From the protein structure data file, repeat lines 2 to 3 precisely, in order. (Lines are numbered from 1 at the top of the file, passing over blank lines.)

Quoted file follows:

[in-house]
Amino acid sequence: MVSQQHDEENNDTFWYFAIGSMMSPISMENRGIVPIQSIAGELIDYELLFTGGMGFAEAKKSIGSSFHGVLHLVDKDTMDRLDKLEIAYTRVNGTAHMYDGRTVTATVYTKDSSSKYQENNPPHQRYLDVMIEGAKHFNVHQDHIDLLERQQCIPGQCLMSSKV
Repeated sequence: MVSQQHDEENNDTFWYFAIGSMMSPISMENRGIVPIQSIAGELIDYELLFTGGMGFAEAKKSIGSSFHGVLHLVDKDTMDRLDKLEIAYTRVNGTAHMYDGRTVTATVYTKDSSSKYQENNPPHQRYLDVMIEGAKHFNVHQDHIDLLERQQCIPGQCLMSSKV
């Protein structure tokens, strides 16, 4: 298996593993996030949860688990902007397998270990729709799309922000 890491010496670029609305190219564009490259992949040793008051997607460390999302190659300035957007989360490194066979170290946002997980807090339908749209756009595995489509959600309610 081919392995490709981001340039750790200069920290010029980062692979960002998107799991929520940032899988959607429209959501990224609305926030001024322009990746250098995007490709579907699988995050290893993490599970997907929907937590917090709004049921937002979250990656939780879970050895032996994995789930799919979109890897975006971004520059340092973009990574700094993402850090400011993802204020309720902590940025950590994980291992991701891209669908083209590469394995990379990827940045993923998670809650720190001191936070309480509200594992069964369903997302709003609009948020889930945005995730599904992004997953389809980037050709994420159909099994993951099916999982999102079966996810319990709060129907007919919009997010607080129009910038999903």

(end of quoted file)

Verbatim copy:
Amino acid sequence: MVSQQHDEENNDTFWYFAIGSMMSPISMENRGIVPIQSIAGELIDYELLFTGGMGFAEAKKSIGSSFHGVLHLVDKDTMDRLDKLEIAYTRVNGTAHMYDGRTVTATVYTKDSSSKYQENNPPHQRYLDVMIEGAKHFNVHQDHIDLLERQQCIPGQCLMSSKV
Repeated sequence: MVSQQHDEENNDTFWYFAIGSMMSPISMENRGIVPIQSIAGELIDYELLFTGGMGFAEAKKSIGSSFHGVLHLVDKDTMDRLDKLEIAYTRVNGTAHMYDGRTVTATVYTKDSSSKYQENNPPHQRYLDVMIEGAKHFNVHQDHIDLLERQQCIPGQCLMSSKV